Sweetwater County Public Health Director Kim Lionberger said Wednesday they are mobilizing more people to assist with coronavirus testing and contract tracing, but they are having trouble keeping up with the increased number of cases.

Some duties are being reassigned, such as informing people of their positive results, the expectations of people in quarantine or isolation and how they need to alert people who were in close contact. She added they are working hard to make sure local figures are accurate and do not include any duplicates.

“It’s sucking a lot of my time I should be spending on other responsibilities,” she said.

Lionberger said it became impractical for Dr. Stachon to contact 40 to 70 people a day to let them know they tested positive. The public health director estimated they are 48 to 72 hours behind in getting orders or information to active coronavirus cases.

She shared that she has earned dozens of hours of comp time and doesn’t know when she’ll be able to take it.

Board Member Kathy Luzmoor said she’s worried about Lionberger and the rest of the staff’s mental health as much as their physical health. She acknowledged that the department is stressed and overworked and encouraged them to take time off and occasionally get away.

“We don’t want to lose you,” Luzmoor said.

Dr. Stachon said, “Many of us are on the road to burnout.”

She added they, like everyone, wish the coronavirus would go away, but that’s not happening.

Health Board Chairman Donald West echoed those comments and said they know it’s not going away soon, even if they worked 24/7, so they need to time to take care of themselves. He admitted the work is harder with so many relying on them and also those who are getting upset with the staff.

“This isn’t going to go away magically,” West said.

Luzmoor also told the board that health workers serving in clinics or who have public contact are receiving hazard pay because they potentially have direct exposure to the coronavirus.

VACCINE PREPARATIONS

Medical companies are reporting positive developments in their vaccine trials, but at Monday’s meeting, Lionberger predicted there won’t be shots available to the general public until late spring or summer, at the earliest.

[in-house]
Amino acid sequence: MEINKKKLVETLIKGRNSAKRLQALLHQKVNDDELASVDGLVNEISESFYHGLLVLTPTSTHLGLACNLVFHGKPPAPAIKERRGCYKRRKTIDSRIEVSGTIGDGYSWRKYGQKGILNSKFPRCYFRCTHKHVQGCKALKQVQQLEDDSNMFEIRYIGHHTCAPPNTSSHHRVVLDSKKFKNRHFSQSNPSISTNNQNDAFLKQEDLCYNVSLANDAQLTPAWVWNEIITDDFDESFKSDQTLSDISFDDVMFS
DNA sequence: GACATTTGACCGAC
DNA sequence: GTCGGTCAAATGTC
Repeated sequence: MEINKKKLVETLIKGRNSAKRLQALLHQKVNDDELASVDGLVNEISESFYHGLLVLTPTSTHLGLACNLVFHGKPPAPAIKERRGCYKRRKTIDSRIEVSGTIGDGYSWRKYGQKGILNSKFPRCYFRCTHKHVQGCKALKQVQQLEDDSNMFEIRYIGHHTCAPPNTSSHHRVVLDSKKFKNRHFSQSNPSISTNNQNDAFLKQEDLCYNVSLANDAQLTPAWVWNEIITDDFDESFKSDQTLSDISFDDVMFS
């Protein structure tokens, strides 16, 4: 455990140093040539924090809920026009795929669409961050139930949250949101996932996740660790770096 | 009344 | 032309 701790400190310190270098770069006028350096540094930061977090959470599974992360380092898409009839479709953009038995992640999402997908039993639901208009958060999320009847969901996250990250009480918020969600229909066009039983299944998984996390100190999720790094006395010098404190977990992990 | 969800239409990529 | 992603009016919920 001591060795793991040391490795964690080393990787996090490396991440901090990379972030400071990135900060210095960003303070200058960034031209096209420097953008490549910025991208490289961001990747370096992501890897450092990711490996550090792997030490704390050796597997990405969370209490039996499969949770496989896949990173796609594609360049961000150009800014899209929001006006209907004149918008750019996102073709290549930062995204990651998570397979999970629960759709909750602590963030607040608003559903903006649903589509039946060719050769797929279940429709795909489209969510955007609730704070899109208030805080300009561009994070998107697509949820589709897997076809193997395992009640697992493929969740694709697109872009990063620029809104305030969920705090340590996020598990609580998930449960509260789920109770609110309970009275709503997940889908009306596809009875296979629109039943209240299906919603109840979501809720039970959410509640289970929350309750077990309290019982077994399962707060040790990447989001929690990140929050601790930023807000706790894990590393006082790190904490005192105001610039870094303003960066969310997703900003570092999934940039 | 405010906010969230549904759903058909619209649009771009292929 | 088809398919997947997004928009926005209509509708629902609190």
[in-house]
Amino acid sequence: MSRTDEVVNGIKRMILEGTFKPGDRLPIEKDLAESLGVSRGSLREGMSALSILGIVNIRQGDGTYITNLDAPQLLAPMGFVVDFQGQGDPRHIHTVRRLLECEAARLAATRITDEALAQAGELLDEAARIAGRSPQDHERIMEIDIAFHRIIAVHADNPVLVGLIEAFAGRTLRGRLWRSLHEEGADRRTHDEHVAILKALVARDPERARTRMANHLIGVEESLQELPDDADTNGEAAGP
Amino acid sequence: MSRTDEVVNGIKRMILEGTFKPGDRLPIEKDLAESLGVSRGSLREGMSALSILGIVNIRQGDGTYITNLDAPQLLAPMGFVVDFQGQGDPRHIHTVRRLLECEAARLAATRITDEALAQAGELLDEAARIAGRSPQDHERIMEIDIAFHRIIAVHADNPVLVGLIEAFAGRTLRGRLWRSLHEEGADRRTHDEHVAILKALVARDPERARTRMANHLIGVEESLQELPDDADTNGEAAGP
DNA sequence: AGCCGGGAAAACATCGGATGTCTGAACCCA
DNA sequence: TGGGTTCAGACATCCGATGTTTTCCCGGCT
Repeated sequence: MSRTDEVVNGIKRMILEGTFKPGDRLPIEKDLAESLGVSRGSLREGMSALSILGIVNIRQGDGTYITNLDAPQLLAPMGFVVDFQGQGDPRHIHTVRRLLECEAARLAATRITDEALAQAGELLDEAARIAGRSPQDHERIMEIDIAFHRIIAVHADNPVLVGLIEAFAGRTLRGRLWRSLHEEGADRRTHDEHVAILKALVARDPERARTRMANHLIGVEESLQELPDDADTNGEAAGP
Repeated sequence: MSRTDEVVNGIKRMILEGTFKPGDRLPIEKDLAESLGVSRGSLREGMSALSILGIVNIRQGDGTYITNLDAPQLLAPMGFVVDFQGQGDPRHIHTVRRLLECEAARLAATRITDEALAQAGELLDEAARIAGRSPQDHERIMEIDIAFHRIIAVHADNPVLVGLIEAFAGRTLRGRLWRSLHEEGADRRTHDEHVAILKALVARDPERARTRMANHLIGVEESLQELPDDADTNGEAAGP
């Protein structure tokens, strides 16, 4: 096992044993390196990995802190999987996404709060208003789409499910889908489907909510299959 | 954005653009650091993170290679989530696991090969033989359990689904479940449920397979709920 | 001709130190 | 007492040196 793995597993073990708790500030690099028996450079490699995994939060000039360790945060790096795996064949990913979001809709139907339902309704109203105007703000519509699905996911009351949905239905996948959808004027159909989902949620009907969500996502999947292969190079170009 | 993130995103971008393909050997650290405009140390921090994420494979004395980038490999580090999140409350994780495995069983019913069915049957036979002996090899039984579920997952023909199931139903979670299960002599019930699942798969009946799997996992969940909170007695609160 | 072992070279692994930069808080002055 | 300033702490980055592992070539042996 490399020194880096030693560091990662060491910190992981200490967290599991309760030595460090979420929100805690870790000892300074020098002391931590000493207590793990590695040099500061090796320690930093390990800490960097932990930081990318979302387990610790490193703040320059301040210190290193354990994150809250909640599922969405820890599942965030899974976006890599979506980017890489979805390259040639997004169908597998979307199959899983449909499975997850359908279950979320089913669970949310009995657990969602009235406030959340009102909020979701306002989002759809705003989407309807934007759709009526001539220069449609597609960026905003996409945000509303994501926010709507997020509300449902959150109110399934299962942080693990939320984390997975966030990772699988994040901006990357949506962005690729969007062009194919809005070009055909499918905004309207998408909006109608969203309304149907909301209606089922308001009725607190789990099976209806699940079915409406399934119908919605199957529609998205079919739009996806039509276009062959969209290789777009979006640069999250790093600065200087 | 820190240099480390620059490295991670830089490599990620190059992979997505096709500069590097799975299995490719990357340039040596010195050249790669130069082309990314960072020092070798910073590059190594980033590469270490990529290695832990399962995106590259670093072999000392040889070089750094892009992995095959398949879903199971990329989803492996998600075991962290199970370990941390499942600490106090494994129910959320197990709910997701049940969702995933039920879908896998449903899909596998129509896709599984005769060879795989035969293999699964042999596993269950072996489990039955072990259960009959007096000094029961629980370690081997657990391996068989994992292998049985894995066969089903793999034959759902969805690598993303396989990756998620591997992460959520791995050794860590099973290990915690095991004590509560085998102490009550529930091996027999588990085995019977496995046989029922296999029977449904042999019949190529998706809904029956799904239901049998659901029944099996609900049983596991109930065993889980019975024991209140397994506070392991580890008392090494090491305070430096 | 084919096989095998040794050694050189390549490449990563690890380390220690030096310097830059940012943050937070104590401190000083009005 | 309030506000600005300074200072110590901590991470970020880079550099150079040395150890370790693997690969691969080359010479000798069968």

On Wednesday, she explained ongoing preparations, such as the ordering of an ultra-cold freezer that would be needed to store the Pfizer vaccine, which requires a temperature of minus 70 degrees Celsius. While the Moderna vaccine only requires a temperature of minus 20 Celsius, Lionberger said they want to be prepared because “we won’t get to pick and choose which vaccine we will get.”

Memorial Hospital of Sweetwater County also ordered an additional ultra-cold freezer, but Lionberger said demand is great and just because their order is supposed to ship at the end of November, there is no promise they will receive it. She cited additional orders for medical supplies that went unfulfilled.

SPREADING THE WORD

Ronda Zancanella said they are working with groups to developed a local campaign to promote healthier practices during the pandemic. Local industry is assisting with support and funding, and they plan to incorporate Sweetwater school children’s submissions from the Mask Up promotion.

She expressed hope more people will get on board thanks to messages from kids encouraging people to wear masks so they can stay in school and take better care of each other.

There were no public comments during the meeting, which ended with additional encouragement from Chairman West.

“Hang in there staff, hang in there Dr. Stachon,” he said.